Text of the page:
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A Compact Galaxy and its Supermassive Black Hole

18 Apr 2015, 22:00 UTC
A Compact Galaxy and its Supermassive Black Hole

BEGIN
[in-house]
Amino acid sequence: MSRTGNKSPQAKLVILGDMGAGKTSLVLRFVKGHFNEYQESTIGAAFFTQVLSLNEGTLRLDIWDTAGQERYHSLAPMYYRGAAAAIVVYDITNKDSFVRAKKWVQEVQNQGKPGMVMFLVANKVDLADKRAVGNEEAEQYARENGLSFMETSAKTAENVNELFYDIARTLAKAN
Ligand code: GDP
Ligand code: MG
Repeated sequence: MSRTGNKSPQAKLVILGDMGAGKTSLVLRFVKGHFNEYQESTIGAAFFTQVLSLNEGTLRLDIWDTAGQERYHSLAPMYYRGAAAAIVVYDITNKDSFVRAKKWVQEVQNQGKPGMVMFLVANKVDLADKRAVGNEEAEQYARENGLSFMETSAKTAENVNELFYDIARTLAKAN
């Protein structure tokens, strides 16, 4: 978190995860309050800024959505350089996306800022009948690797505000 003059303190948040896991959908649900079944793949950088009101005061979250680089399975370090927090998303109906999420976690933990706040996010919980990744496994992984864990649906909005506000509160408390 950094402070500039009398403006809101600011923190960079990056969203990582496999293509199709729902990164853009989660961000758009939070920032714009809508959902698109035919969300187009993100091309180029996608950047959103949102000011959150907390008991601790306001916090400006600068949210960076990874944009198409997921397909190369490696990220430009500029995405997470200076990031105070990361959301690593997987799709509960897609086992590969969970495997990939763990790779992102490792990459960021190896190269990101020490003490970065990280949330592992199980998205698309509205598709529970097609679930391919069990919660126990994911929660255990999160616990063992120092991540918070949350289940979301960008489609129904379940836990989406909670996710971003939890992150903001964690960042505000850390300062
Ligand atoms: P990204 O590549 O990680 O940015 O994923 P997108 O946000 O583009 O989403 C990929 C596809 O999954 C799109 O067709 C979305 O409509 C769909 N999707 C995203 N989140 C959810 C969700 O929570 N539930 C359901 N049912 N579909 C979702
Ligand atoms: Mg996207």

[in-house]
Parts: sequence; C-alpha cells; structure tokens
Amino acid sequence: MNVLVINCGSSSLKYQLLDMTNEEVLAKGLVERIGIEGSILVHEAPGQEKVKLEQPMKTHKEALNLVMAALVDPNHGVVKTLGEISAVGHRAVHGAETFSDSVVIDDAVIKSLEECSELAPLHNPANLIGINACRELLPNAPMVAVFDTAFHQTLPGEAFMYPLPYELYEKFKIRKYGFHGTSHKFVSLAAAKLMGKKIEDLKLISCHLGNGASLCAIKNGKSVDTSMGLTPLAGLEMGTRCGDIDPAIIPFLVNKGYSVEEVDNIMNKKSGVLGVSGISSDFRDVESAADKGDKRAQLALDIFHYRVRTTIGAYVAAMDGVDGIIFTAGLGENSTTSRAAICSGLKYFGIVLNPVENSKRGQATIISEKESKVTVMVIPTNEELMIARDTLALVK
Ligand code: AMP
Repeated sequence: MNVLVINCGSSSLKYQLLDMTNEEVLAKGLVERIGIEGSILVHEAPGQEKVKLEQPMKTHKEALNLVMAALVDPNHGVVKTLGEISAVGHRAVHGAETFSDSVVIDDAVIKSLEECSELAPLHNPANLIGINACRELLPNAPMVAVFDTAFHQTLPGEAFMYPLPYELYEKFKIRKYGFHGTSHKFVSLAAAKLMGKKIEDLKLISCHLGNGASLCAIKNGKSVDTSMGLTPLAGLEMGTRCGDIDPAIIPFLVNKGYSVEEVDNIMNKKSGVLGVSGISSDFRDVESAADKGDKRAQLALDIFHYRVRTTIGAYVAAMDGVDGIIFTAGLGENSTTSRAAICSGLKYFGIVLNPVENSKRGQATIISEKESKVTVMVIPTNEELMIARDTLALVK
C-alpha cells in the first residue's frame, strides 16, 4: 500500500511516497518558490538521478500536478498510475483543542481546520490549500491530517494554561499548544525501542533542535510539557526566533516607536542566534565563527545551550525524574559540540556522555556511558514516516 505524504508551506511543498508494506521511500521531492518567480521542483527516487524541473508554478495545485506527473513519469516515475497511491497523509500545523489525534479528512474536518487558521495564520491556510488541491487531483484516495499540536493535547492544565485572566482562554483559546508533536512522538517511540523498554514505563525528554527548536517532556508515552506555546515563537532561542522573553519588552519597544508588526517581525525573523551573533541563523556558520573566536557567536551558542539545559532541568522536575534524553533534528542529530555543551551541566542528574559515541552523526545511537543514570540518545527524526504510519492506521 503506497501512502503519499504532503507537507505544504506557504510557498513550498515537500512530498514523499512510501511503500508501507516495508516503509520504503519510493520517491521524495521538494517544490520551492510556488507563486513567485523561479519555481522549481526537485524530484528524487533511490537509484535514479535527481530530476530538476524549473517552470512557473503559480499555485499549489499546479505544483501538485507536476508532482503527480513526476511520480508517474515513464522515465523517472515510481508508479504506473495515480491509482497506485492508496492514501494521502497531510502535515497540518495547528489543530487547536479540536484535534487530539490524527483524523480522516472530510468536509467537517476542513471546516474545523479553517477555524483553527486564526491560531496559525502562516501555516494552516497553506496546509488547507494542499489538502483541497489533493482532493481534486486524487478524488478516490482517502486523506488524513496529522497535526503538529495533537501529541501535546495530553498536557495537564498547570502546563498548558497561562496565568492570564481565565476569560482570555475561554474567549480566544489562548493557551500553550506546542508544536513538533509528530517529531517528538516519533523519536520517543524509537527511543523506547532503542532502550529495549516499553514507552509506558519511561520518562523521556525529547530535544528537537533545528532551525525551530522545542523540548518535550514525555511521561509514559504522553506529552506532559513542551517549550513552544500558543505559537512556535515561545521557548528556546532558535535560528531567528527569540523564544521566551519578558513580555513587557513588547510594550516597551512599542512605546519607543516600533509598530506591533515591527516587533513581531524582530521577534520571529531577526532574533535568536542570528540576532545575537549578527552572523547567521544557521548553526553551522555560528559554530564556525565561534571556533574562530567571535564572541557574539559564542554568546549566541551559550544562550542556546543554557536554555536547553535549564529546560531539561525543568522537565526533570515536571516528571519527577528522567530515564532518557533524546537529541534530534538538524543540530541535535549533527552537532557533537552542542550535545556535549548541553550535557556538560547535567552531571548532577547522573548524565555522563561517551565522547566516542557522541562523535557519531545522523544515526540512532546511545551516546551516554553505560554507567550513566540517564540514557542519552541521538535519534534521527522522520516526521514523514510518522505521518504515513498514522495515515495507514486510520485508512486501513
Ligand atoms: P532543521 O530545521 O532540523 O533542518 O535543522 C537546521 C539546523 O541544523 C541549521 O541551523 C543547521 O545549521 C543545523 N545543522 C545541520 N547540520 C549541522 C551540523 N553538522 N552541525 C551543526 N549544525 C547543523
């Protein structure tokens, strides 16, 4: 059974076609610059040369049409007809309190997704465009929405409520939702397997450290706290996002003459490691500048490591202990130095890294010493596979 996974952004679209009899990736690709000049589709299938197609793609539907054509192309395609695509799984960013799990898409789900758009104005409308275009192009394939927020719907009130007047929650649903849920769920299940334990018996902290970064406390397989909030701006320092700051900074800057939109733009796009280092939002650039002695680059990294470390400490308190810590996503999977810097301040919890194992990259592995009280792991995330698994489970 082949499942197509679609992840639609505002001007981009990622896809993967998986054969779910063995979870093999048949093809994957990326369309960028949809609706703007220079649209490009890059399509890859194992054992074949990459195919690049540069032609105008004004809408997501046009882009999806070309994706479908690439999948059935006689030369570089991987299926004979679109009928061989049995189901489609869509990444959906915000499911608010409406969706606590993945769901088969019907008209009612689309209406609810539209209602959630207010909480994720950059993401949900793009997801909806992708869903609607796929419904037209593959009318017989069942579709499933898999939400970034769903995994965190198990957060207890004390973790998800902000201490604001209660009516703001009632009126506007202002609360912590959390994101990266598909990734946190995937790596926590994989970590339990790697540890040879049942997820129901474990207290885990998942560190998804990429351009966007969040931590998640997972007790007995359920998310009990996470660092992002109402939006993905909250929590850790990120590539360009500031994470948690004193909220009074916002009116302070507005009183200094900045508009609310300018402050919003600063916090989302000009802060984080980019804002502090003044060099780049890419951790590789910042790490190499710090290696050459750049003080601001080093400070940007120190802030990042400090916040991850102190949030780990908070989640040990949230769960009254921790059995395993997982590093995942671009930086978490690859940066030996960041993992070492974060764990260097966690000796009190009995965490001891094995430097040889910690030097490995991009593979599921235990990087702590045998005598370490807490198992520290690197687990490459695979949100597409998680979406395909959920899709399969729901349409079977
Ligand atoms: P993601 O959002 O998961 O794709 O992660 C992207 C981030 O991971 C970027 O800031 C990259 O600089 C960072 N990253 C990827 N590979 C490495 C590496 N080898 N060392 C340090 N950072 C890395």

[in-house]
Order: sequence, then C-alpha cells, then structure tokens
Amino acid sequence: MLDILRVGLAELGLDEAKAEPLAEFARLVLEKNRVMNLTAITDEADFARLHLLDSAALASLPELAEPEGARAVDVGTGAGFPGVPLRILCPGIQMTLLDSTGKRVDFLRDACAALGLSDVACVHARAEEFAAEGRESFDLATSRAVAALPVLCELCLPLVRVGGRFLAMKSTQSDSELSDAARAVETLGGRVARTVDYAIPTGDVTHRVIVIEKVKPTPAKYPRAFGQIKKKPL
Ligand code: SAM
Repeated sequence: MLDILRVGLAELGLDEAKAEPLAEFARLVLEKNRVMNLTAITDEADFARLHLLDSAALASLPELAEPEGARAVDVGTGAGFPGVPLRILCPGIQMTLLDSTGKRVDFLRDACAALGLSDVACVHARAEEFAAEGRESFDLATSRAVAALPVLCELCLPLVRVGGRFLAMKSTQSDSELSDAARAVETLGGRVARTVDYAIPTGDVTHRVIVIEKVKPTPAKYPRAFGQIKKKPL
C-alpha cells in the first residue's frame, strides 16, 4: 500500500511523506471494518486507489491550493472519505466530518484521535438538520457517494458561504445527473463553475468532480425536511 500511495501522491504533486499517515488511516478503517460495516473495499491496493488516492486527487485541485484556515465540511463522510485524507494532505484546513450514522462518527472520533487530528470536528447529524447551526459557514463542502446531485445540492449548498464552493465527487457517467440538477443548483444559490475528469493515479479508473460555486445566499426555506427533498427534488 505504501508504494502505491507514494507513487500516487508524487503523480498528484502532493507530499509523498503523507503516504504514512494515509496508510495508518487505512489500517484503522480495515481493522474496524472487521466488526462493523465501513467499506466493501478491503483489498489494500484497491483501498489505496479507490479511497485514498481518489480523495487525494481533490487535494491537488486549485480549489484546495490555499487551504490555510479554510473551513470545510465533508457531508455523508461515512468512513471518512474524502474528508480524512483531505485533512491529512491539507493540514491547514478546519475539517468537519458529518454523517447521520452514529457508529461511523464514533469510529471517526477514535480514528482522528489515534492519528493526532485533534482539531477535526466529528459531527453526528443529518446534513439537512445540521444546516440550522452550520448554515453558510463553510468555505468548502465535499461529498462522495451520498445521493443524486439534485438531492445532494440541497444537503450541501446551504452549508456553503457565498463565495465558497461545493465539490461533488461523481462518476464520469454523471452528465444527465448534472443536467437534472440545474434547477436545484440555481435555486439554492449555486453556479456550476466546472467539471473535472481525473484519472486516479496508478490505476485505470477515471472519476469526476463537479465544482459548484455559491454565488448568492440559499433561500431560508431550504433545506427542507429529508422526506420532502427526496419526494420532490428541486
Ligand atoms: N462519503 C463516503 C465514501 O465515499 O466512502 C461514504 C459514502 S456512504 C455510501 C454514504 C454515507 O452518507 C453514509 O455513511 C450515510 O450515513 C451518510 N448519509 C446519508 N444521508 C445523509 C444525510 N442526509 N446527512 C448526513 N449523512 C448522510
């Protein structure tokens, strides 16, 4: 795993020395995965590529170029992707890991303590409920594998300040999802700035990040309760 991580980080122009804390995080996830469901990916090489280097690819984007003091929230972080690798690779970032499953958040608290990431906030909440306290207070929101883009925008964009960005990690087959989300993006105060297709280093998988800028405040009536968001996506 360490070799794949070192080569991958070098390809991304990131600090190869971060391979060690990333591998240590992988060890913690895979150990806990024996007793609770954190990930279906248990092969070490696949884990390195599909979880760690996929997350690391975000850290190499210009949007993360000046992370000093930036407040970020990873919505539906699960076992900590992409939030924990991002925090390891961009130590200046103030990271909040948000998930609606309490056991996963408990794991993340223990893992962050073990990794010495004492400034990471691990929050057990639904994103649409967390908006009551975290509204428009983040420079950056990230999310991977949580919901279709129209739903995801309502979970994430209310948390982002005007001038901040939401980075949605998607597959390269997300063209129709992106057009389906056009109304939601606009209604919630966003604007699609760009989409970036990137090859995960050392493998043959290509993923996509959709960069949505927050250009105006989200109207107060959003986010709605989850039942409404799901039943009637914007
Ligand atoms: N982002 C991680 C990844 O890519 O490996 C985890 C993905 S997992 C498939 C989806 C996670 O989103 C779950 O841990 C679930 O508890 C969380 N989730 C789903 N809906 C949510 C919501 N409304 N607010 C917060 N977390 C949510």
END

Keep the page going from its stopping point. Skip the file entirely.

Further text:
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An ultra-compact dwarf (UCD) is a type of galaxy whose size and mass is between that of globular clusters and compact elliptical galaxies. Two mechanisms have been proposed to explain the formation of UCDs. In the first scenario, UCDs are actually the most massive globular clusters. In the second scenario, UCDs are either extremely compact galaxies that formed in dense dark matter halos or the leftover compact cores of more massive galaxies that have been tidally-stripped.M60-UCD1 is an extraordinary UCD located near the massive elliptical galaxy M60, about 54 million light years from Earth. It was discovered from imagery taken by NASA’s Hubble Space Telescope, with follow-up observations by NASA’s Chandra X-ray Observatory and ground-based telescopes. M60-UCD1 is the most luminous UCD known and also one of the most massive. What is remarkable about M60-UCD1 is its compactness. M60-UCD1 contains 200 million times the Sun’s mass. Half of this mass is concentrated within a central sphere only 80 light years in radius.Figure 1: An artist impression of the supermassive black hole located at the center of M60-UCD1. Credit: NASA, ESA, D. Coe, G. Bacon (STScI).Figure 2: An image taken by NASA’s Hubble Space Telescope showing M60-UCD1 near the giant elliptical ...

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